Dadirri – inner, deep listening and quiet, still awareness; a ‘tuning in’ experience with the specific aim to come to a deeper understanding of the beauty of nature.
An Agri Brigade piece in the latest Private Eye, that marvellous example of good old-fashioned investigative journalism, made me acutely aware of the law of unintended consequences that inevitably applies to trade agreements. With less than 18 months until Brexit, UK negotiators don’t appear to have made any tangible progress towards a workable agreement with their EU counterparts.
In fact each side is talking right past the other: the EU wants to set the amount the UK will pay to exit before discussing important things like trade and the UK doesn’t want to mention it for fear of causing political mayhem at home. And we think we’ve got problems with the coalition discussions which should have reached a conclusion by the time you read this. . .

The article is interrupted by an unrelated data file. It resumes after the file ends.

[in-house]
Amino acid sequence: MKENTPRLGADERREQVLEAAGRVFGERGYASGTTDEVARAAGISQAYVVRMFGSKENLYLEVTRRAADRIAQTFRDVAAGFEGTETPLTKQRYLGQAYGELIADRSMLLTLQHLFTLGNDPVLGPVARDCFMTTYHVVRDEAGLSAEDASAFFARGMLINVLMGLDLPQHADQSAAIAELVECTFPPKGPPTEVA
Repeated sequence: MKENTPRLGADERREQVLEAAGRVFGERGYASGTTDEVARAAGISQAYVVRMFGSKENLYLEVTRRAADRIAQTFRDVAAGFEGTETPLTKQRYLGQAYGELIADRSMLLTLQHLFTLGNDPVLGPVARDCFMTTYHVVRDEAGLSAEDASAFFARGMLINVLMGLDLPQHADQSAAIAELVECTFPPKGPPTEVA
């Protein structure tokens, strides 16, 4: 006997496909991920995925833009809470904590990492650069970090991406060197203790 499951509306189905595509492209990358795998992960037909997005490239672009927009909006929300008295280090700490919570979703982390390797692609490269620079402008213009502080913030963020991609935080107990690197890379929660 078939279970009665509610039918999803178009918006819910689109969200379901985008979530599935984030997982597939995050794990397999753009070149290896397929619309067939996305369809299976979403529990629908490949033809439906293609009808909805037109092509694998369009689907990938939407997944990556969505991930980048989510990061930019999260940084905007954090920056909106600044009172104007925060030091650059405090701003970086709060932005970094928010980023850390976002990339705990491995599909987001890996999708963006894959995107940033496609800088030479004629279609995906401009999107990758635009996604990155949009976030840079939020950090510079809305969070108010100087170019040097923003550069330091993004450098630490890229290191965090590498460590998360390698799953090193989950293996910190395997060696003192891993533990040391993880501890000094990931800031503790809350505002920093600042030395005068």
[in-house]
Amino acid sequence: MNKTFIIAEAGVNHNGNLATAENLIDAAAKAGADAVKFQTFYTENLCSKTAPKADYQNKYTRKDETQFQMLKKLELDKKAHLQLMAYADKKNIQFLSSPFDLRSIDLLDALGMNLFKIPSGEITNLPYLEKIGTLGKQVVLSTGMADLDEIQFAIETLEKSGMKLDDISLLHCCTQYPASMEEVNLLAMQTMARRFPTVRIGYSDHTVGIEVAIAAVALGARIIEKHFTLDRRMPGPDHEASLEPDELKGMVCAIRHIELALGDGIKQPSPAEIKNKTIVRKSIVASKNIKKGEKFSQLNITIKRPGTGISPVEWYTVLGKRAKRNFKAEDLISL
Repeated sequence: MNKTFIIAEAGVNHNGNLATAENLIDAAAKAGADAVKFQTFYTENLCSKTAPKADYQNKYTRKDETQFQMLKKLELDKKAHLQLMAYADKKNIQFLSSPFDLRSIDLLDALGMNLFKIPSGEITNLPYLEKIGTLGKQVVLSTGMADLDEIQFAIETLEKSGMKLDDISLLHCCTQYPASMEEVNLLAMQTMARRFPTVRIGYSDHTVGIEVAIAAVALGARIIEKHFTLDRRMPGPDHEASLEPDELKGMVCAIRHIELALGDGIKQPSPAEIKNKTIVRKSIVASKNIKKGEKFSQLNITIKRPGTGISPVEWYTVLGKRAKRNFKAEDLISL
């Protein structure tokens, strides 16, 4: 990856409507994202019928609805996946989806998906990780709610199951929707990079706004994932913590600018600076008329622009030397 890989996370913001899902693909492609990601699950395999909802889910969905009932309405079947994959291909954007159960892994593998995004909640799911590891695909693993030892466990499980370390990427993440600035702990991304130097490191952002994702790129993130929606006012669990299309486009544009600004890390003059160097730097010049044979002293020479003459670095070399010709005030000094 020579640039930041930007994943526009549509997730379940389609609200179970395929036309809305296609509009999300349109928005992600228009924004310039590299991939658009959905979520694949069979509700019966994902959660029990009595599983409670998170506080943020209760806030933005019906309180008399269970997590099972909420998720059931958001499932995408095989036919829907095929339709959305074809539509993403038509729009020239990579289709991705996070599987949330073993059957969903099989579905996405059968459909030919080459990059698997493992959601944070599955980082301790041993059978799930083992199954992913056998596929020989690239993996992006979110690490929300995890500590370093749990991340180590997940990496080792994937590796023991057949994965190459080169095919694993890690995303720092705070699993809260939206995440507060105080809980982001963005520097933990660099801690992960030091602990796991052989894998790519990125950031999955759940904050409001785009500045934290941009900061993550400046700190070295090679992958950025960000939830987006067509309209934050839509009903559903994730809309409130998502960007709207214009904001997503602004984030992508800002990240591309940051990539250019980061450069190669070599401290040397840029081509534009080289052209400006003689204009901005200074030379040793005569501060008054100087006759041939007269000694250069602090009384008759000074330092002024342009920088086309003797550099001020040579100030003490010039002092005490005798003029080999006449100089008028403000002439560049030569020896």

An upcoming trade deal between the European Union and Australia and New Zealand will help to dramatically increase trade between the blocs, the EU’s trade commission has said.
Despite high-profile Brexiteers hoping Britain would do more trade with Commonwealth countries after Britain leaves the bloc, the EU has pulled away with a head-start in negotiating its own agreement with the two former British colonies.
Cecilia Malmström told the European Parliament on Wednesday that her negotiating team was moving to the next phase of preparations for the trade deal. . .
Overseas land ownership not just a New Zealand problem – Alan Barber:
On a recent trip to Australia I read an article about overseas land holdings on that side of the Tasman which illustrates
the dramatic growth in Chinese investment in Australian agricultural land. In contrast to the rather sketchy and out of date statistics available in New Zealand, the Foreign Ownership of Agricultural Land Register provides very specific figures at 30th June this year.
Foreign investors now own 13.6% of Australian agricultural land, up from 11% three years ago, with British investment at 33% still the largest source of foreign capital, although this percentage has fallen sharply from 52% 12 months earlier. . .
Technology needs human factor – Richard Rennie: